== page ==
Which Denver Players Deserve Game Balls?
Nov 9, 2014; Oakland, CA, USA; Denver Broncos quarterback Peyton Manning (18) throws a pass against the Oakland Raiders in the first quarter at O.co Coliseum. Mandatory Credit: Cary Edmondson-USA TODAY Sports
Peyton Manning and the Denver Broncos were in serious trouble.
You got the sense that the offense had no confidence or rhythm – highlighted by the penalties, turnovers and Manning’s happy feet.
No matter what was called, the Oakland Raiders had the answer.
Having just forced a three-and-out, it started to look as if Derek Carr and the Raiders would get at least a field goal and the ball back to start the second half with a touchdown lead.
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“Here we go again,” Broncos Country said to itself.
“Really? To the Raiders?”
Then came the play that changed the game. No, not the CJ Anderson one-handed 51-yard touchdown catch. Though that was awesome.
The game-changing moment was Bradley Roby’s interception that allowed Anderson’s play to happen.
If not for that play by the rookie cornerback, what happened at the end of the first half for the Broncos wouldn’t have happened. Instead of potentially trailing 13-6, they entered the half up 20-10 and in complete control having just scored two touchdowns.
“That’s what turnovers do,” Roby told the media after the 41-17 win. “It’s all about momentum.”
Give credit to Manning and the offense. Anytime a team scores 41 points and piles up 471 yards of total offense, that’s special; especially struggling as they were early in the game.
But don’t lose sight of the Denver defense and the game it had.
November 9, 2014; Oakland, CA, USA; Oakland Raiders running back Maurice Jones-Drew (21) is tackled by Denver Broncos defensive tackle Terrance Knighton (98) during the second quarter at O.co Coliseum. Mandatory Credit: Kyle Terada-USA TODAY Sports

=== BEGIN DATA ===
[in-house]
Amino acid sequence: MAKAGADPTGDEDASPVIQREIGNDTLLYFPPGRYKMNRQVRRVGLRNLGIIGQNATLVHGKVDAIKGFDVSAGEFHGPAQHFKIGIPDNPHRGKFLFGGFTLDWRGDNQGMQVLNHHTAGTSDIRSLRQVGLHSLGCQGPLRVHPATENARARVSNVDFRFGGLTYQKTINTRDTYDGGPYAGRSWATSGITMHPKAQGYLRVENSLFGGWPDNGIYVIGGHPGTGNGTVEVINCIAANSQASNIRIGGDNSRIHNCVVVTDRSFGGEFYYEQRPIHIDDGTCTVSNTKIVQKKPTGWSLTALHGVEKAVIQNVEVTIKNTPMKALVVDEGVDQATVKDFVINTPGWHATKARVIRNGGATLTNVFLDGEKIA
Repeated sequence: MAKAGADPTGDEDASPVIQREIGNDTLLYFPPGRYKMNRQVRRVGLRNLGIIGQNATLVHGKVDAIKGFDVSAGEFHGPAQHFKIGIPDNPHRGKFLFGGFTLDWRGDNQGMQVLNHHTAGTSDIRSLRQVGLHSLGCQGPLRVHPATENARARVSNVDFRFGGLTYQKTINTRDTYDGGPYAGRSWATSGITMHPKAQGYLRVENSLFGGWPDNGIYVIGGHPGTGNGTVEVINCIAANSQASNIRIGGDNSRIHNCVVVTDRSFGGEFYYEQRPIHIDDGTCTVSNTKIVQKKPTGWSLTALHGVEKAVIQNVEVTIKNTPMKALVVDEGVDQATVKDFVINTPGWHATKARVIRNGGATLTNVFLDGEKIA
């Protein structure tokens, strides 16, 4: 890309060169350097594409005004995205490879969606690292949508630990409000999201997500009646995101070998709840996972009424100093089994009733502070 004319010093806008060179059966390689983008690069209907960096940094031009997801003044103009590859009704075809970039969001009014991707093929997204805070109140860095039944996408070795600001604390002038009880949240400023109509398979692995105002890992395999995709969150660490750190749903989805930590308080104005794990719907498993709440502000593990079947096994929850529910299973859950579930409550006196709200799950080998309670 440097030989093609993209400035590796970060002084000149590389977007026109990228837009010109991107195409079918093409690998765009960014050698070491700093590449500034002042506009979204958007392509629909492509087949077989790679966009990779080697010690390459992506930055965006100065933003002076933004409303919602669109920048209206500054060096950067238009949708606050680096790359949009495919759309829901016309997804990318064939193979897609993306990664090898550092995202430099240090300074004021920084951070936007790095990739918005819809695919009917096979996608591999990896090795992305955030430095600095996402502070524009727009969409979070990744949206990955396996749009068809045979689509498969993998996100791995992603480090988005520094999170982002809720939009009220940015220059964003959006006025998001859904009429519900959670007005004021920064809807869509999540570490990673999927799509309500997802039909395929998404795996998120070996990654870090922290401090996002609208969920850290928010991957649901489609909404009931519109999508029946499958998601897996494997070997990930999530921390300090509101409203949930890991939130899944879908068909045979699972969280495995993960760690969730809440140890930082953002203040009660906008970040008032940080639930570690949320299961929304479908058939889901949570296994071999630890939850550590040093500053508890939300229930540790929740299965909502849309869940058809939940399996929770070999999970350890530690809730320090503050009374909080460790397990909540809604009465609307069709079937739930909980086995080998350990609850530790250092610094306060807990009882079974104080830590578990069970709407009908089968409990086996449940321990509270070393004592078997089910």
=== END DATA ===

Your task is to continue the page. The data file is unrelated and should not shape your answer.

Anytime you hold an NFL offense to under 200 yards and (basically) 10 points, that’s equally as special – even when that offense is the Raiders. When you consider the spot Manning and the Broncos offense put their defense in, to hold them to 10 points backed up like they were is huge.
Perhaps the most surprising stat of the game: Denver’s defense didn’t get a sack.
But it forced three turnovers, put constant pressure on Carr, didn’t allow Oakland to run the ball (30 yards) and there was no where to throw the football.
The nickname “No Fly Zone” was in full effect.
If the Broncos want to hoist their third Lombardi Trophy, they need games like this from the defense. When the offense struggles, the defense needs to step up and say, “We got you. Calm down. Relax. No need to fret.”
When the defense makes plays and shuts down the opposition like Denver’s defense did, it gives the whole team confidence. It gives the team a swagger.
This game in Oakland does that for Manning and his offense more than the 41 points and 471 yards.
It takes the pressure and shows them it’s not all on the offense.
Going forward, Manning and the offense can just play ball. They don’t have to be perfect. They don’t have to fear that a mistake will cost the team because the defense will pick them up.
That’s what championship teams do.
That’s what makes championship teams.
Rave about the offense.
Rave about Anderson.
Rave about Manning.
The only reason that’s possible is because of the defense.
Welcome to the No Fly Zone.
November 9, 2014; Oakland, CA, USA; Denver Broncos outside linebacker Von Miller (58) is congratulated by defensive end DeMarcus Ware (94) during the third quarter against the Oakland Raiders at O.co Coliseum. The Broncos defeated the Raiders 41-17. Mandatory Credit: Kyle Terada-USA TODAY Sports